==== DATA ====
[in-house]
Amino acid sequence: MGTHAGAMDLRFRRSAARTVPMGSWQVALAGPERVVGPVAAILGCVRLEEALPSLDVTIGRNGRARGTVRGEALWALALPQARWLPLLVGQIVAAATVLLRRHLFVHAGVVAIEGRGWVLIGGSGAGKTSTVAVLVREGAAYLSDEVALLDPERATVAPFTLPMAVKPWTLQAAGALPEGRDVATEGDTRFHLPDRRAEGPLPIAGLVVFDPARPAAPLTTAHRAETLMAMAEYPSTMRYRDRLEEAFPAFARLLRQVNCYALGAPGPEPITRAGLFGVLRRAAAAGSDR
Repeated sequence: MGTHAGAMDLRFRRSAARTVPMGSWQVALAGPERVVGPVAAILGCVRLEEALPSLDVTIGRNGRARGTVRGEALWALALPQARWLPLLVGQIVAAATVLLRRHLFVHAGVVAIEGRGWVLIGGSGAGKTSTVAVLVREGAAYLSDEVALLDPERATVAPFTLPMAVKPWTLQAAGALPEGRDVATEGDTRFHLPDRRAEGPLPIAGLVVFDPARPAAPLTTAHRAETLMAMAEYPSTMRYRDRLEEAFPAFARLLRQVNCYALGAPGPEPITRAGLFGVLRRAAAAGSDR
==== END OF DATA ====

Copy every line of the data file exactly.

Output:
[in-house]
Amino acid sequence: MGTHAGAMDLRFRRSAARTVPMGSWQVALAGPERVVGPVAAILGCVRLEEALPSLDVTIGRNGRARGTVRGEALWALALPQARWLPLLVGQIVAAATVLLRRHLFVHAGVVAIEGRGWVLIGGSGAGKTSTVAVLVREGAAYLSDEVALLDPERATVAPFTLPMAVKPWTLQAAGALPEGRDVATEGDTRFHLPDRRAEGPLPIAGLVVFDPARPAAPLTTAHRAETLMAMAEYPSTMRYRDRLEEAFPAFARLLRQVNCYALGAPGPEPITRAGLFGVLRRAAAAGSDR
Repeated sequence: MGTHAGAMDLRFRRSAARTVPMGSWQVALAGPERVVGPVAAILGCVRLEEALPSLDVTIGRNGRARGTVRGEALWALALPQARWLPLLVGQIVAAATVLLRRHLFVHAGVVAIEGRGWVLIGGSGAGKTSTVAVLVREGAAYLSDEVALLDPERATVAPFTLPMAVKPWTLQAAGALPEGRDVATEGDTRFHLPDRRAEGPLPIAGLVVFDPARPAAPLTTAHRAETLMAMAEYPSTMRYRDRLEEAFPAFARLLRQVNCYALGAPGPEPITRAGLFGVLRRAAAAGSDR